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How to Politely Avoid Shaking Hands

Adapted from a  National Association of Colleges and Employers (NACE)  resource written by Will Zwikelmaier.

Whether for health, personal, or religious reasons, turning down a handshake in a professional setting can be uncomfortable. If you are actively interviewing or networking and find yourself asking “Can/ Should I decline a handshake?”, you’ll want to read on. 

You have likely heard that a confident handshake can set the tone for a great interaction. While it’s true that people can pick up on cues like nervousness and confidence from body language, it is also important to note that your handshake is not indicative of your professional skills. Shaking hands is a learned activity and, in many cases, simply a social norm. 

It is your choice to decide whether or not to handshake, and it can sometimes be best to err on the side of caution. But, with no communication things can get awkward fast. Think about that anxious feeling when someone leaves you hanging for a high five, or when you wave across the room only to go unnoticed. That is no way to start a job interview or professional interaction.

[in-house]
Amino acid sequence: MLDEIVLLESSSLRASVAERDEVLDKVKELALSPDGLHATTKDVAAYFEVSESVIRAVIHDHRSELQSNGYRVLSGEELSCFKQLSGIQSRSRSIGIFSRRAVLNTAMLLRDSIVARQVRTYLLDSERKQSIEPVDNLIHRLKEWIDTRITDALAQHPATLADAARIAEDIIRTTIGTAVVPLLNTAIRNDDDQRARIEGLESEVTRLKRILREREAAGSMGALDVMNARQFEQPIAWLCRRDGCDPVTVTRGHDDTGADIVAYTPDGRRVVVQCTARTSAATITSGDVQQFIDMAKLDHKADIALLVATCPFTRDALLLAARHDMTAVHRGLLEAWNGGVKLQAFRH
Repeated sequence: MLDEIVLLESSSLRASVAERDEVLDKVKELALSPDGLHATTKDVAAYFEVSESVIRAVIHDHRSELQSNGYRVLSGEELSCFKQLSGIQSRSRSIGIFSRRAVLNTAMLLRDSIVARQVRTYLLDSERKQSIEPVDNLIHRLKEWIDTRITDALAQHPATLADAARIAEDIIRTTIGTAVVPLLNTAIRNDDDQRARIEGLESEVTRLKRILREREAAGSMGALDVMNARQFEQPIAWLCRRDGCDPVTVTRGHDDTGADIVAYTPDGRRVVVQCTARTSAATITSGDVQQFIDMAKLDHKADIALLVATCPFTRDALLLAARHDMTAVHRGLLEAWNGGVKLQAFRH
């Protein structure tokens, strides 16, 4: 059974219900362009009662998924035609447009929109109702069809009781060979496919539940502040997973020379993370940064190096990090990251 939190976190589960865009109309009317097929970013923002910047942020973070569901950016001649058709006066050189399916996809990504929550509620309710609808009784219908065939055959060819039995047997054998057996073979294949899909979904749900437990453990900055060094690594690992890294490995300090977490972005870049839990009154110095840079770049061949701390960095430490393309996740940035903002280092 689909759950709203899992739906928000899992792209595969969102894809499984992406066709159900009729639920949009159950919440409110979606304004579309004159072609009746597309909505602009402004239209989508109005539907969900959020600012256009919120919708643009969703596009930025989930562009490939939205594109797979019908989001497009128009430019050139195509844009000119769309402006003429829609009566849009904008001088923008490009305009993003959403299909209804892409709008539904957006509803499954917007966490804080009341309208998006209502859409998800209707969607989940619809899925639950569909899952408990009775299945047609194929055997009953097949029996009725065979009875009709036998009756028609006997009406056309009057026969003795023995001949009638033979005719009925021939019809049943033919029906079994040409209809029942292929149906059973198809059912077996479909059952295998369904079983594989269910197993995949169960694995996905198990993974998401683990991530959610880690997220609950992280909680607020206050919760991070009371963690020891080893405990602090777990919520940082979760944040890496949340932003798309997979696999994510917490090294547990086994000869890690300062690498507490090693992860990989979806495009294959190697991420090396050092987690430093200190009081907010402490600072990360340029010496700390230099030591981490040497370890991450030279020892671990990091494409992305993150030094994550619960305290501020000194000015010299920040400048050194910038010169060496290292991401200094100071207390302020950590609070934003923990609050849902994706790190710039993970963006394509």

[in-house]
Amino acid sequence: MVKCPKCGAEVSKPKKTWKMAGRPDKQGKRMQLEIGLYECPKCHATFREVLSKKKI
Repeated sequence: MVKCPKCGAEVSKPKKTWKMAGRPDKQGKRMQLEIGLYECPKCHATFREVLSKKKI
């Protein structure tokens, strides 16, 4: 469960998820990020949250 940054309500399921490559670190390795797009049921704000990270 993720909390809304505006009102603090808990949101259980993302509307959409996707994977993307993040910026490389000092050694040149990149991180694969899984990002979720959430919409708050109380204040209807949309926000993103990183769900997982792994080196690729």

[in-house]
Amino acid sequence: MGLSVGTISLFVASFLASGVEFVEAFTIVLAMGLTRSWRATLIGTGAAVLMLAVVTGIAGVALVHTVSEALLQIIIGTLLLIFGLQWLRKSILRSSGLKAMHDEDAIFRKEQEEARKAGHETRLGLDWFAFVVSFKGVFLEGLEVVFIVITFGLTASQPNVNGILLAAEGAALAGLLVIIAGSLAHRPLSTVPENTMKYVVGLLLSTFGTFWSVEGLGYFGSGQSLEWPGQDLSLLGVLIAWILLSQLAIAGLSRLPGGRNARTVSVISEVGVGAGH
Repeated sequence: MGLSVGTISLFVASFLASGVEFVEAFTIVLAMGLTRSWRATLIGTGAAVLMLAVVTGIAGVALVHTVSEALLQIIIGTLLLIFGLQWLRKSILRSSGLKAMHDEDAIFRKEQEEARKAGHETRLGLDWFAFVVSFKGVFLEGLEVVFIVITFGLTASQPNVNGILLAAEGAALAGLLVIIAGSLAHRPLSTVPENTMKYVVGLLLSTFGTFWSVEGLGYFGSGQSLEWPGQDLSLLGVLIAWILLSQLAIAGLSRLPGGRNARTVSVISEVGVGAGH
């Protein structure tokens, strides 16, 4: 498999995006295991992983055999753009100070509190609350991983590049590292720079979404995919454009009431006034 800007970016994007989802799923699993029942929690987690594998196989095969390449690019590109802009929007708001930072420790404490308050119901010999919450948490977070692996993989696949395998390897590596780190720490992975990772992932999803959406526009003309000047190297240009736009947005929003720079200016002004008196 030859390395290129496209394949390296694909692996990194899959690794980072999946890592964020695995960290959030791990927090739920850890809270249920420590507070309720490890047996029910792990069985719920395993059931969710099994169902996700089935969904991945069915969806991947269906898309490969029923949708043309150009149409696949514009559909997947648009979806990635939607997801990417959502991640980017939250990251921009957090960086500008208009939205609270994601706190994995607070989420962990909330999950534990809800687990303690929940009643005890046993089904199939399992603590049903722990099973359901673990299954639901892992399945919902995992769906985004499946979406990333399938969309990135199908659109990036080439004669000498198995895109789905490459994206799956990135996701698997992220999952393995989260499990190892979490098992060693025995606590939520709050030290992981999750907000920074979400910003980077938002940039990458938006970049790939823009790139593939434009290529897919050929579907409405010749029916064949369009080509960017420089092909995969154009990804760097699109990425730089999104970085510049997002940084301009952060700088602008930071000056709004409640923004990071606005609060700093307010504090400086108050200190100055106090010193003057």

If you decide not to shake hands and someone extends their arm to do so, consider one of these responses: 

  • “I’m sorry, I’m not shaking hands right now to help limit the spread of germs.” 
  • “I’m sorry, the University has asked us not to shake hands right now.” (blame us!) 

Keep it light, direct, and follow up with something like, “I am very excited to meet you though.” 

The National Association of College and Employers (NACE) also offers several options: 

  • Place your right hand over your heart and briefly explain your cultural view. 
  • Hold both of your hands together and give a short bow. 
  • Put your hand over your heart and smile while saying “Such a pleasure to meet you.” No apology needed. 

It can require a bit of forethought to determine what response you are most comfortable with using. Whatever your choice, shaking hands is not a requirement.  

“One important key to success is self-confidence. An important key to self-confidence is preparation.” – Arthur Ashe

About the author

Ashley Strong

Ashley Strong is a Career Counselor at Engineering Career Services.